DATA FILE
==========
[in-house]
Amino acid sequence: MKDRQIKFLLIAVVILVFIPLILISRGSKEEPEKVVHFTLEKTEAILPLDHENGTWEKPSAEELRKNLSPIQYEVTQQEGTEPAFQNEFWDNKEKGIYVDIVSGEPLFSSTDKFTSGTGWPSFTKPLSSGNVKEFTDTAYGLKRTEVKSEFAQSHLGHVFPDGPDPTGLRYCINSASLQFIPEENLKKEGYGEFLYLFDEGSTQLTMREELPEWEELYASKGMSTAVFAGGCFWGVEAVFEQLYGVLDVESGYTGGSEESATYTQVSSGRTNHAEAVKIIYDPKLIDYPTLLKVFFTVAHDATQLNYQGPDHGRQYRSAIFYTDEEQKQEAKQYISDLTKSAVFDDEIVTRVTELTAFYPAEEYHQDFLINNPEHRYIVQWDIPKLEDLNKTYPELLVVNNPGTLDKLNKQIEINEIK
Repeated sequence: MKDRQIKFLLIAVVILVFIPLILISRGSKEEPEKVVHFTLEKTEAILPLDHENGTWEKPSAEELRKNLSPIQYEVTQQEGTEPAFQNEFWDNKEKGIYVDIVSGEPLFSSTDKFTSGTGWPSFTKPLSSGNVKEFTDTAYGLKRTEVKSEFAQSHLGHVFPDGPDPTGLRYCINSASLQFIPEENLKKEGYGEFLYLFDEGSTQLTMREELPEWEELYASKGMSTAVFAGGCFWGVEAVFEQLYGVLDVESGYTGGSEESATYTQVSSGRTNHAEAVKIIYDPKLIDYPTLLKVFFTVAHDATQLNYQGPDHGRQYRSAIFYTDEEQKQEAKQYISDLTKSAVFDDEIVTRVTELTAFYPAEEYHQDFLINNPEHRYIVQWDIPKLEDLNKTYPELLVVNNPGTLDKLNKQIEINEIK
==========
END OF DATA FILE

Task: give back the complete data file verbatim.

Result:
[in-house]
Amino acid sequence: MKDRQIKFLLIAVVILVFIPLILISRGSKEEPEKVVHFTLEKTEAILPLDHENGTWEKPSAEELRKNLSPIQYEVTQQEGTEPAFQNEFWDNKEKGIYVDIVSGEPLFSSTDKFTSGTGWPSFTKPLSSGNVKEFTDTAYGLKRTEVKSEFAQSHLGHVFPDGPDPTGLRYCINSASLQFIPEENLKKEGYGEFLYLFDEGSTQLTMREELPEWEELYASKGMSTAVFAGGCFWGVEAVFEQLYGVLDVESGYTGGSEESATYTQVSSGRTNHAEAVKIIYDPKLIDYPTLLKVFFTVAHDATQLNYQGPDHGRQYRSAIFYTDEEQKQEAKQYISDLTKSAVFDDEIVTRVTELTAFYPAEEYHQDFLINNPEHRYIVQWDIPKLEDLNKTYPELLVVNNPGTLDKLNKQIEINEIK
Repeated sequence: MKDRQIKFLLIAVVILVFIPLILISRGSKEEPEKVVHFTLEKTEAILPLDHENGTWEKPSAEELRKNLSPIQYEVTQQEGTEPAFQNEFWDNKEKGIYVDIVSGEPLFSSTDKFTSGTGWPSFTKPLSSGNVKEFTDTAYGLKRTEVKSEFAQSHLGHVFPDGPDPTGLRYCINSASLQFIPEENLKKEGYGEFLYLFDEGSTQLTMREELPEWEELYASKGMSTAVFAGGCFWGVEAVFEQLYGVLDVESGYTGGSEESATYTQVSSGRTNHAEAVKIIYDPKLIDYPTLLKVFFTVAHDATQLNYQGPDHGRQYRSAIFYTDEEQKQEAKQYISDLTKSAVFDDEIVTRVTELTAFYPAEEYHQDFLINNPEHRYIVQWDIPKLEDLNKTYPELLVVNNPGTLDKLNKQIEINEIK